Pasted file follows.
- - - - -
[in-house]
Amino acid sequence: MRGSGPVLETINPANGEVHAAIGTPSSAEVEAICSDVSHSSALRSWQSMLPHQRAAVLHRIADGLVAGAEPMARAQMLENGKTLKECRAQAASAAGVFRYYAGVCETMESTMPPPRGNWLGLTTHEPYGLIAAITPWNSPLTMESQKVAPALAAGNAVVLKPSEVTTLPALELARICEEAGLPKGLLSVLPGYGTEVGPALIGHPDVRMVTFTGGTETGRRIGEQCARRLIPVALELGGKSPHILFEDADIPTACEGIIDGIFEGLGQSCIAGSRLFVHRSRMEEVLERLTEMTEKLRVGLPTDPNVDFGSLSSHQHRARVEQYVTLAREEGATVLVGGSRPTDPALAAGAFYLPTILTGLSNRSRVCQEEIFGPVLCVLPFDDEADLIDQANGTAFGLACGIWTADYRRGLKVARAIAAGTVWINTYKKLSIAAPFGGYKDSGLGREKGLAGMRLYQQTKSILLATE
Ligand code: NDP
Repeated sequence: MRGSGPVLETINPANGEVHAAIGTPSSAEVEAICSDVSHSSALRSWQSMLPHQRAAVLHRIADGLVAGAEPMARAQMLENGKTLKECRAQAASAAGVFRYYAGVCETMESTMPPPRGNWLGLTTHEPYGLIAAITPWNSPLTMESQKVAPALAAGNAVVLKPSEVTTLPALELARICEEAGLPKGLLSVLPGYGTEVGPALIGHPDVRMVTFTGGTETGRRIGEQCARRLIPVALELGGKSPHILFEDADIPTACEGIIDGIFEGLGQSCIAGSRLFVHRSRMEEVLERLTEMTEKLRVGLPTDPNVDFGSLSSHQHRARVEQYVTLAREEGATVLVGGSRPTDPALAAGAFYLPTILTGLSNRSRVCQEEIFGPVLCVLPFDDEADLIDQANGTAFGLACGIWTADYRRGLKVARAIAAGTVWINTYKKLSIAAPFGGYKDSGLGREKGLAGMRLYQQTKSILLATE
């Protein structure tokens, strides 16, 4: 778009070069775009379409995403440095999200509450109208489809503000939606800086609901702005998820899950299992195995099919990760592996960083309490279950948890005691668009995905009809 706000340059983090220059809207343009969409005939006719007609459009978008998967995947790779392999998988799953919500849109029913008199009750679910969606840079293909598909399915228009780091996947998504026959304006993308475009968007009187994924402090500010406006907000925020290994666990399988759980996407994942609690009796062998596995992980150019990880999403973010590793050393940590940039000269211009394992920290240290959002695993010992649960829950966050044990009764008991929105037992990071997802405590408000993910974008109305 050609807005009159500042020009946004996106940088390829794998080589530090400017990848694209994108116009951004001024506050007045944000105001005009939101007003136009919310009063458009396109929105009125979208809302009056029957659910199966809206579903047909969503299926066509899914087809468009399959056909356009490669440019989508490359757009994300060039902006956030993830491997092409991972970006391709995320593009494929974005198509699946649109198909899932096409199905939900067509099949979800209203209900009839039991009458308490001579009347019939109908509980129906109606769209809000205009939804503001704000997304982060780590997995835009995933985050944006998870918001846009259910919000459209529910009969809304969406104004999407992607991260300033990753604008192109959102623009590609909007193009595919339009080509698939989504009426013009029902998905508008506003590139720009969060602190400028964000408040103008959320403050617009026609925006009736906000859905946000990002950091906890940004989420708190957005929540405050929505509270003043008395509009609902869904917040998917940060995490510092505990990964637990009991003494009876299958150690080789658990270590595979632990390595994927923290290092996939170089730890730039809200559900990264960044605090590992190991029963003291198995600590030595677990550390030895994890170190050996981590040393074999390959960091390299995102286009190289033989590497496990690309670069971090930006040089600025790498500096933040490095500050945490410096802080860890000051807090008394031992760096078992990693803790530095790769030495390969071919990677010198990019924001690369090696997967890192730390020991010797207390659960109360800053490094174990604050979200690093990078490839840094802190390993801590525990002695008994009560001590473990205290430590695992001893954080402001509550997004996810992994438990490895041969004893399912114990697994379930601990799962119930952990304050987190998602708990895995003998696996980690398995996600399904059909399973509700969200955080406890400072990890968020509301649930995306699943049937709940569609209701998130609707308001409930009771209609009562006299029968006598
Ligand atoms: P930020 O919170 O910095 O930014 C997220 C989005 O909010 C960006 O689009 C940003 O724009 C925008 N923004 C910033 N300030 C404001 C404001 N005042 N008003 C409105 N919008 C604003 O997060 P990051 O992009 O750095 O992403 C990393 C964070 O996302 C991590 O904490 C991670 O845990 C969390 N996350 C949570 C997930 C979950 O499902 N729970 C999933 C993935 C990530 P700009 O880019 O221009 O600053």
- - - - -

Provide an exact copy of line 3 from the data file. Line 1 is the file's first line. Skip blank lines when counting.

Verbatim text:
Ligand code: NDP